The quality of your communication is only limited by your ability to engage, create rapport, and express yourself.
One of the key elements of a conversation can be asking questions. What sort of questions could take your interactions to a new level, particularly in your therapeutic work?
For example, asking ‘Why did that go wrong?’ can often lead to blame or guilt, whereas asking ‘What was your intention and how could that be achieved more effectively?’ is likely to create a very different response!
You may be familiar with the two basic styles of questions: ‘open’ and ‘closed’.
‘Open’ questions are the kind you use when you want to get someone to think about options, expand on an idea, trigger creative flow, provoke thought, and engender change. It’s also ideal for general conversation and getting to know someone. Answers to these questions will take time!
‘Closed’ is when you are trying to pin down a specific, limited answer. The answers to these questions will be short, and hopefully to the point.
My question for you is, what are you trying to achieve with your question? It might be to gain more understanding about what’s going on or to prompt a different perspective which will in turn offer new possibilities.
Here are some high quality questions when exploring ideas and especially when there is a need to overcome problems.
The obvious ones might be:
What do we BOTH want to achieve/feel/understand about this situation? (Shared values make everything else easier!)
♥ What is it affecting?
♥ When/where did this begin?
♥ What would we rather have?
♥ What contributed?
♥ How do I/we want this to be different?
♥ Who was/is involved?
♥ How much time is available to achieve this?
♥ What resources are available?
♥ How many options can we create?
♥ What is important to me about this issue?
♥ What is important to ‘you’ (the other party) about this issue?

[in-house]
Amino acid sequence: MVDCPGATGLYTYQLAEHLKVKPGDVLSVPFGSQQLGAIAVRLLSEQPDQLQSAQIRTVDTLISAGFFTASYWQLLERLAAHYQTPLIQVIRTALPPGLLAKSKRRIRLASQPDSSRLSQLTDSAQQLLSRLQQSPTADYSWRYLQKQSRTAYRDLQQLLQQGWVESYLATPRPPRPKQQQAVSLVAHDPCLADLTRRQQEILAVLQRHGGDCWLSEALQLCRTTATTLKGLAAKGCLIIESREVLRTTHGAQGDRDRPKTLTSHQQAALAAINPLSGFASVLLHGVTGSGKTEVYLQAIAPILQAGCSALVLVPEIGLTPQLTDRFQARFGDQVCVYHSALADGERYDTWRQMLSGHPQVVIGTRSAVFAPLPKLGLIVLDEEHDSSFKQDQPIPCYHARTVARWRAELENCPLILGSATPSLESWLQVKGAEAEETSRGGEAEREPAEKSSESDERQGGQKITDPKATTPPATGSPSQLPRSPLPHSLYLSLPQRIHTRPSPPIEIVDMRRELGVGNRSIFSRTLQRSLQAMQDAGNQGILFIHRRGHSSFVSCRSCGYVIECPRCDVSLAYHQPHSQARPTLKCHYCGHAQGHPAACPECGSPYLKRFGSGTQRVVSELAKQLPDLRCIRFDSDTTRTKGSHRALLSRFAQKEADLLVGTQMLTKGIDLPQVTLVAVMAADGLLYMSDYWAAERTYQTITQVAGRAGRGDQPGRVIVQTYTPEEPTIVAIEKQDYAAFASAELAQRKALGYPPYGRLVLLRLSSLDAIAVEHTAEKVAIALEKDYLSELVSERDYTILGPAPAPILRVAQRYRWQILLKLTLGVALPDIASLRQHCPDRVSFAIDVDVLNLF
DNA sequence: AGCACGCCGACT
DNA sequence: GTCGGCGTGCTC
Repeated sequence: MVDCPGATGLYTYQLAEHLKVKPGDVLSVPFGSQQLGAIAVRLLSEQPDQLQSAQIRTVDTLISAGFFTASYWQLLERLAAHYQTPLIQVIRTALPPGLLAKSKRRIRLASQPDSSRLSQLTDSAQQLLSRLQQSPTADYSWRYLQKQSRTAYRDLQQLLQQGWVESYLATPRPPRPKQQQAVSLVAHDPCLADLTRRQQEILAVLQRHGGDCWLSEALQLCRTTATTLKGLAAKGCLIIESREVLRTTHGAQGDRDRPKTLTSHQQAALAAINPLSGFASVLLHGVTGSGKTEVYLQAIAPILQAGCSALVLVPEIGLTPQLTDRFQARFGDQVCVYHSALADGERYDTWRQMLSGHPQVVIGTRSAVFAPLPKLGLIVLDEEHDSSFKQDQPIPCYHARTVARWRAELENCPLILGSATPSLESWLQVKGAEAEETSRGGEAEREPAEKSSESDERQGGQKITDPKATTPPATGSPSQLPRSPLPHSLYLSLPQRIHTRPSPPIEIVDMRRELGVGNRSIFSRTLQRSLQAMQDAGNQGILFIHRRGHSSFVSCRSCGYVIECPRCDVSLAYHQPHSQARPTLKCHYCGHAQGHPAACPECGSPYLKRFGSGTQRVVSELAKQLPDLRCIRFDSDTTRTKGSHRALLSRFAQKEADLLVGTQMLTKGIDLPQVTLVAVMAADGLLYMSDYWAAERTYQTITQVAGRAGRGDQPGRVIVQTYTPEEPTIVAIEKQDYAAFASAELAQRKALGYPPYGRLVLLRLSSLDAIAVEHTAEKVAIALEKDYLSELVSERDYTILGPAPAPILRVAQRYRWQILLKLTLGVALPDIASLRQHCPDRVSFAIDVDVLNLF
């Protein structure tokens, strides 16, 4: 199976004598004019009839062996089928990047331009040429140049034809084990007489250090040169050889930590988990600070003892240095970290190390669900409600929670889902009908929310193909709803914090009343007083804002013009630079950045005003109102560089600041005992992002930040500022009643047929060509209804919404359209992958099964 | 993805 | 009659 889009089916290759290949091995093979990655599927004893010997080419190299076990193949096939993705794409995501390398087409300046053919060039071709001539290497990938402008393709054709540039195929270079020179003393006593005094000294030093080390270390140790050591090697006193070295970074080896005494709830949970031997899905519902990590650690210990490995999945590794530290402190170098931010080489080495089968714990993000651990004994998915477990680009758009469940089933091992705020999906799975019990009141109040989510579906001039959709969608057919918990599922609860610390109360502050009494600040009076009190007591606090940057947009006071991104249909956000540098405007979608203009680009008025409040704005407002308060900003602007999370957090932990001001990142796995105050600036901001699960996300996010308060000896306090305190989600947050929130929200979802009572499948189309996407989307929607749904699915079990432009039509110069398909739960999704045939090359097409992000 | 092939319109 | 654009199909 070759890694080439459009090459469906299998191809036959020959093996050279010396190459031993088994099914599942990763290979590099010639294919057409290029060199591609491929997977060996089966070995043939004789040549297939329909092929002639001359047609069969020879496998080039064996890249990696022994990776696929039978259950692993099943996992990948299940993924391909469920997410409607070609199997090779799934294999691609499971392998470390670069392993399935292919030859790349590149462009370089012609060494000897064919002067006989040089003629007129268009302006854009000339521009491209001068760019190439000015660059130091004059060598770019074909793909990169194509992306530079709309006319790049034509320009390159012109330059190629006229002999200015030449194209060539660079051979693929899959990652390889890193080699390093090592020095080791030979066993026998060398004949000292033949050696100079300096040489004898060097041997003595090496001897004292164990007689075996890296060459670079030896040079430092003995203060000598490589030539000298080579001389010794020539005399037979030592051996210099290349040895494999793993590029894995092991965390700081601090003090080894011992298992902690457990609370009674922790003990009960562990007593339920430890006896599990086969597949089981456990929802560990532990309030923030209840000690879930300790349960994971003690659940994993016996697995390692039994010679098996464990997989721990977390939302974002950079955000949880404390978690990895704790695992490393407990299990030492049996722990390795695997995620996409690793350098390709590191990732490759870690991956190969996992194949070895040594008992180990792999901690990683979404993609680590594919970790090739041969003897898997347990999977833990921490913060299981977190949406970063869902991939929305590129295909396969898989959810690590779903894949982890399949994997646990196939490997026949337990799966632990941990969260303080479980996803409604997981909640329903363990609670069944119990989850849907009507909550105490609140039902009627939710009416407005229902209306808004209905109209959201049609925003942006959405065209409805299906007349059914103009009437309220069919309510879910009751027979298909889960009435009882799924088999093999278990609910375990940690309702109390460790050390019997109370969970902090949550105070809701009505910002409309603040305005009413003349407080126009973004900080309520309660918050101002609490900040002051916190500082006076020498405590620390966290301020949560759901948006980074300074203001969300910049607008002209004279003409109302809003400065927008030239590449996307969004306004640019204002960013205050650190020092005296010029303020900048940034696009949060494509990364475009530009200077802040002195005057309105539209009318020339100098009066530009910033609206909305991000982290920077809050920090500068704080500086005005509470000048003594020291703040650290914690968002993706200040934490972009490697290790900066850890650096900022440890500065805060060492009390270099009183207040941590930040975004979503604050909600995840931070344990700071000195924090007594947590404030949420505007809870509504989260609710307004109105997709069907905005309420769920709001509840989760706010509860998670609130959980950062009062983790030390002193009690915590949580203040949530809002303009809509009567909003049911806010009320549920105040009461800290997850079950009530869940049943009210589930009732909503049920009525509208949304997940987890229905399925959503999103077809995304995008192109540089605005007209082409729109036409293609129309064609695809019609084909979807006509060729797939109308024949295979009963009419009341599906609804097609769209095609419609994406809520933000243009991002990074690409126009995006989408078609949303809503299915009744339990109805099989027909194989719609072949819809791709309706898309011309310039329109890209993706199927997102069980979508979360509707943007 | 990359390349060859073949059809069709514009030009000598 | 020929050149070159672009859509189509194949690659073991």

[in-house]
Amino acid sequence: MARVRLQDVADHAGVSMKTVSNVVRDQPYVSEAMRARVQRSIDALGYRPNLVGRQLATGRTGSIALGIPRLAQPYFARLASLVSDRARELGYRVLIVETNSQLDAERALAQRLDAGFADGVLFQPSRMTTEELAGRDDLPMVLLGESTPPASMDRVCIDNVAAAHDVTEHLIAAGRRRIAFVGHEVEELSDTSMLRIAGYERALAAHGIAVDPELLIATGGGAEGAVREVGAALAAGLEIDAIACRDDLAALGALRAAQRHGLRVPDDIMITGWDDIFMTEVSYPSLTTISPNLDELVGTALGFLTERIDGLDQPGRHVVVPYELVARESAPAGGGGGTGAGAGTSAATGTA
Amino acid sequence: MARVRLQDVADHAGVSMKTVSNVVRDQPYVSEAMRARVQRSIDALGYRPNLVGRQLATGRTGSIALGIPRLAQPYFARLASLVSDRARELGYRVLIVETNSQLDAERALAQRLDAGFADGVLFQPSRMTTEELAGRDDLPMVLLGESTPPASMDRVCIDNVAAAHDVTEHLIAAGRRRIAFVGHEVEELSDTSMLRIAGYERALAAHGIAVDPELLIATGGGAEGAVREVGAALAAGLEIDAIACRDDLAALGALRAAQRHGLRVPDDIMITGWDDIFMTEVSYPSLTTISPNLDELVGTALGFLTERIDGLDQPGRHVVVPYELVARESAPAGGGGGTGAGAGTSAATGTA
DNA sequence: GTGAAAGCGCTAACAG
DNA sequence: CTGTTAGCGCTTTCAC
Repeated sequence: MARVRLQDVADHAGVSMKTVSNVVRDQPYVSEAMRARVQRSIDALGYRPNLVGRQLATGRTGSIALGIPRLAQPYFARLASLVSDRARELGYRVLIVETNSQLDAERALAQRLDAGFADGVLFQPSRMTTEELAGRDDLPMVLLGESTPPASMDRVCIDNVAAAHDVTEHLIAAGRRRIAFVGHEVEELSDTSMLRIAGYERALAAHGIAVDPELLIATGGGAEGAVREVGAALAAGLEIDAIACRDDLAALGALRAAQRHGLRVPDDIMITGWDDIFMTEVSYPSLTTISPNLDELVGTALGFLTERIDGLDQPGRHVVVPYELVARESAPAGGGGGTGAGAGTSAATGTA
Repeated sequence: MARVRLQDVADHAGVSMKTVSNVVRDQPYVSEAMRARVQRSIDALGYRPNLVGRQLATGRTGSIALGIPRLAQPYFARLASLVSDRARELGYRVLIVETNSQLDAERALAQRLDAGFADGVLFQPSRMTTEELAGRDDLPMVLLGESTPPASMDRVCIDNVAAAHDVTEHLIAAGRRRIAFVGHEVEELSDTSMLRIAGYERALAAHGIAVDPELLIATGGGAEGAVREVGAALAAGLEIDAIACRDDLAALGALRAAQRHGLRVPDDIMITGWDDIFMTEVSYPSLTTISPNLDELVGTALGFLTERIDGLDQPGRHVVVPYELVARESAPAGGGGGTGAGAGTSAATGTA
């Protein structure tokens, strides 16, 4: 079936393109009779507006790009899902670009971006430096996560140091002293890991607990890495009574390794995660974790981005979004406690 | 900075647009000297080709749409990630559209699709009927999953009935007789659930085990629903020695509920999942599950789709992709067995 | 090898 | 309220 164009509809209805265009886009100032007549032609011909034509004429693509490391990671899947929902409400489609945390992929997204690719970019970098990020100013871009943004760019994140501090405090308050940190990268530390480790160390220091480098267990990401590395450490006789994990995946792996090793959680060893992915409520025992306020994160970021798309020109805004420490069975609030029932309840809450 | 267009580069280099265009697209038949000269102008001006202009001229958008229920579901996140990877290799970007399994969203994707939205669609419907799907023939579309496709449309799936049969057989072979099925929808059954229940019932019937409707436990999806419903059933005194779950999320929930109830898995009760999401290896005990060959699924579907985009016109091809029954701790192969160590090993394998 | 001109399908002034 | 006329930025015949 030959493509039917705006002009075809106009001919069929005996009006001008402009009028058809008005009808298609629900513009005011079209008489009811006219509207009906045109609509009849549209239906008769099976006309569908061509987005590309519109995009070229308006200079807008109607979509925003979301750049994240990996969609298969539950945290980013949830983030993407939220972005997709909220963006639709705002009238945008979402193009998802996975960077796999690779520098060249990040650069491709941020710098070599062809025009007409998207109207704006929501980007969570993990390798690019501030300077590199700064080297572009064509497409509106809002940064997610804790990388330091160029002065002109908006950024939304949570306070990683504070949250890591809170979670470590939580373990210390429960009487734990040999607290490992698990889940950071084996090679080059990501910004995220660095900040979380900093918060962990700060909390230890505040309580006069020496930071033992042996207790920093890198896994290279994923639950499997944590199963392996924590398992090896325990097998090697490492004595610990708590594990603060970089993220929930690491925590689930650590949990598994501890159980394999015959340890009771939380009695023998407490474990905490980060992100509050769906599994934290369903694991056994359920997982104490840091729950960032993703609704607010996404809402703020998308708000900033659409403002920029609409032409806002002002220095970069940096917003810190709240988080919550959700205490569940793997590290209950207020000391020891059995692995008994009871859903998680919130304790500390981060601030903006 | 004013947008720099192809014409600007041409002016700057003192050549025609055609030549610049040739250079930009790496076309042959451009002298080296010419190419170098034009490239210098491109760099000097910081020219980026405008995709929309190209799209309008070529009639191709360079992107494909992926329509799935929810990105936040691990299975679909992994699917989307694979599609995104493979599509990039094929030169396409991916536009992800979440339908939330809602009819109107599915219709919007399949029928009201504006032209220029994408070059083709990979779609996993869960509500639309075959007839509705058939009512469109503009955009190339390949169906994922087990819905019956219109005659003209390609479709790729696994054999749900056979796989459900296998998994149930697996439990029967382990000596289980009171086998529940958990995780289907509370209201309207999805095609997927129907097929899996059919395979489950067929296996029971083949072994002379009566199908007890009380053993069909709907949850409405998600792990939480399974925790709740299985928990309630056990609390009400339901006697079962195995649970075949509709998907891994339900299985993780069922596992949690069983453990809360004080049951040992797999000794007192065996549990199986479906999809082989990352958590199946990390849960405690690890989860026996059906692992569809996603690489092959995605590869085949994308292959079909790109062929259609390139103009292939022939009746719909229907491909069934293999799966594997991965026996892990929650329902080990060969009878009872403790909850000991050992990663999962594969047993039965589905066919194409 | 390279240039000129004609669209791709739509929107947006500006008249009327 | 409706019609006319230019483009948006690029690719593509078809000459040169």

You are likely to find that a selection of these questions can take your discussions to another level:
♥ In what ways can this process be streamlined/simplified?
♥ What if we come at this from another direction?
♥ Can it be done more easily or simply?
♥ What’s the people friendly solution?
♥ Are there any other viewpoints to explore?
♥ What IS working or useful in what we already have?
♥ What are our priorities?
♥ How would people feel about changing this?
♥ What would a great outcome look like?
♥ Who knows more about this than we do?
♥ How can we access expertise? (books, online, business angels)
♥ How can we motivate people to create momentum?
♥ At what level is this issue occurring? (Community? Environmental? Capability?)
♥ At what level does this problem need to be solved? (usually the next level up!)
♥ What’s the higher purpose here?
♥ How much support can we get for this?
♥ What’s the simplest solution?
♥ Is it worth the energy to do x rather than y?
When you know what you want, then it’s time for questions leading tospecific answers, and deciding on a practical way of to move forward if that’s what is wanted/needed.
♥ In what order?
♥ What checklists and safety processes (physical or emotional)?
♥ What specific technology, activity or process, if any?
♥ Are we agreed? (Always worth checking!)
This is part of the Heart Centred Healer programme, developed by Jen Tiller, the founder of Healerzone.